Modern technology allows all this to be developed. I can switch back and forth between iPad, iPhone, Macintosh, plus wired and Bluetooth headphones and speakers, as is necessary and convenient.

FYI, Spotify is not happy with exclusive deals other streaming services have with some artists, but Spotify has most of Dylan’s output and some competing services don’t. In a perfect world, All of Bob’s (and everyone’s) music will be equally available on every paid musical network.


Bob Dylan 1971-2015 — Best Songs of His Middle and Later Years

WHEN I PAINT MY MASTERPIECE DEMO 1971

Another Self Portrait

FOREVER YOUNG

WEDDING SONG

Planet Waves 1974

CALL LETTER BLUES

Bootleg Series Volume 1-3 1974

MEET ME IN THE MORNING

Blood on the Tracks 1975

MOZAMBIQUE

SARA

Desire 1976

TONIGHT I’LL BE STAYING HERE WITH YOU LIVE

bootleg-series-volume-5-rolling-thunder

Bootleg Series Volume 5 1976

NEW PONY

Street Legal 1978

GOTTA SERVE SOMEBODY

GONNA CHANGE MY WAY OF THINKING

Slow Train Coming 1979

A SATISFIED MIND

ARE YOU READY

Saved 1980

EVERY GRAIN OF SAND

THE GROOM’S STILL WAITING AT THE ALTAR

shot-of-love

Shot of Love 1981

ANGELINA

The Bootleg Series 1-3 1981

SWEETHEART LIKE YOU

MAN OF PEACE

Infidels 1983

I’LL REMEMBER YOU

TRUST YOURSELF

Empire Burlesque 1985

PRECIOUS MEMORIES

DRIFTIN’ TOO FAR FROM SHORE

knocked-out-loaded

Knocked Out Loaded 1986

DEATH IS NOT THE END

NINETY MILES AN HOUR

Down in the Groove 1988

EVERYTHING IS BROKEN

RING THEM BELLS

Oh Mercy 1989

DIGNITY

MTV Unplugged 1990

T.V. TALKIN’ SONG

CAT’S IN THE WELL

Under the Red Sky 1990

SITTIN’ ON TOP OF THE WORLD

HARD TIMES

Good As I Been To You 1992

BROKE DOWN ENGINE

World Gone Wrong 1993

NOT DARK YET

MAKE YOU FEEL MY LOVE

Time Out of Mind 1997

LONESOME DAY BLUES

CRY A WHILE

Love and Theft 2001

BEYOND THE HORIZON

ROLLIN’ AND TUMBLIN’

modern-times

Modern Times 2006

FORGETFUL HEART

SHAKE SHAKE MAMA

Together Through Life 2009

I’LL BE HOME FOR CHRISTMAS

Christmas in the Heart 2009

EARLY ROMAN KINGS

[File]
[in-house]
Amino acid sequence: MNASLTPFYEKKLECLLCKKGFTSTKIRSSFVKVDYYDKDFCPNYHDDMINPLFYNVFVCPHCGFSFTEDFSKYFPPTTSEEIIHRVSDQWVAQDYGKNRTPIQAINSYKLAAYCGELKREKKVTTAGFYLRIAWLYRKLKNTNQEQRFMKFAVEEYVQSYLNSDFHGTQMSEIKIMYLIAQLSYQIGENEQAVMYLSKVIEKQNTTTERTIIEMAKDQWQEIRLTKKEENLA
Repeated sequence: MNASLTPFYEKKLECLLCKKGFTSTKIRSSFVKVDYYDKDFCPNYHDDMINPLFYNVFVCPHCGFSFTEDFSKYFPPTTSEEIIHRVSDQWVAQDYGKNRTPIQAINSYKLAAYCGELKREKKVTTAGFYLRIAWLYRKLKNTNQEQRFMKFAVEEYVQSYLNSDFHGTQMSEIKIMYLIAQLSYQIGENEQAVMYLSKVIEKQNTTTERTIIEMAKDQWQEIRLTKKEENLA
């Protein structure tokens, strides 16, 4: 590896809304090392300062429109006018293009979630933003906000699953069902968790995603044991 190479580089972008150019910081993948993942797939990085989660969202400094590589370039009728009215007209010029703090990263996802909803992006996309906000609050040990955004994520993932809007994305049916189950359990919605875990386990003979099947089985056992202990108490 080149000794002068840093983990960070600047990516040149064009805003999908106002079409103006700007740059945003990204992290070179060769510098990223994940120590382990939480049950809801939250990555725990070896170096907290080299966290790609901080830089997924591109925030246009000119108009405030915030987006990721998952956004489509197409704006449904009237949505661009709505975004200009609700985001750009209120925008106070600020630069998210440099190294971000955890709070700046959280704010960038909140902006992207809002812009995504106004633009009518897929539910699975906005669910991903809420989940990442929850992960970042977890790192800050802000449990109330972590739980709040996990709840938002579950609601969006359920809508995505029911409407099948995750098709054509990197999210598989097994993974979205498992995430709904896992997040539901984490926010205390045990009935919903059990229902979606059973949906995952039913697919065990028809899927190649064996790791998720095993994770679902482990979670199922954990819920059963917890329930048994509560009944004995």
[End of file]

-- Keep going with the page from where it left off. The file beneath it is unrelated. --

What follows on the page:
Tempest 2012

AUTUMN LEAVES

WHAT’LL I DO

Shadows in the Night 2015

COVERS: 

WHEN I PAINT MY MASTERPIECE by Josh Turner

WATCHIN’ THE RIVER FLOW by Charlie Watts and Friends

FOREVER YOUNG by The Tenors

FOREVER YOUNG by Handsome and Gretyl

HARD TIMES by James Taylor and Yo-Yo Ma


Thanks to several close friends who helped me with this article. You know who you are.

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About John Nemerovski

John “Nemo” Nemerovski is MyMac’s Reviews Editor. He is a private and small group personal technology tutor in Tucson, Arizona, USA, with an emphasis on iPad and iPhone training, plus basic computing, digital photography, and Photoshop. Nemo is an accomplished music instructor on keyboard and guitar, and an expert artisan bread baker. If you are interested in writing reviews or requesting a product review on MyMac, contact him: nemo [ a t ] mymac [ d o t ] c o m.

2 thoughts on “I Was Wrong About Bob Dylan – Nemo Memo

  1. Comments from three friends:

    LEE

    This is a great and extremely thoughtful piece of work. I certainly couldn’t improve it; however, I would add Beyond Here Lies Nothin’ to the Together Through Life tracks and I like Thunder On The Mountain and Workingman’s Blues on Modern Times. I think Modern Times is a far superior album, compared to Together Through Life, and to me, almost stands up to the early works’ standard.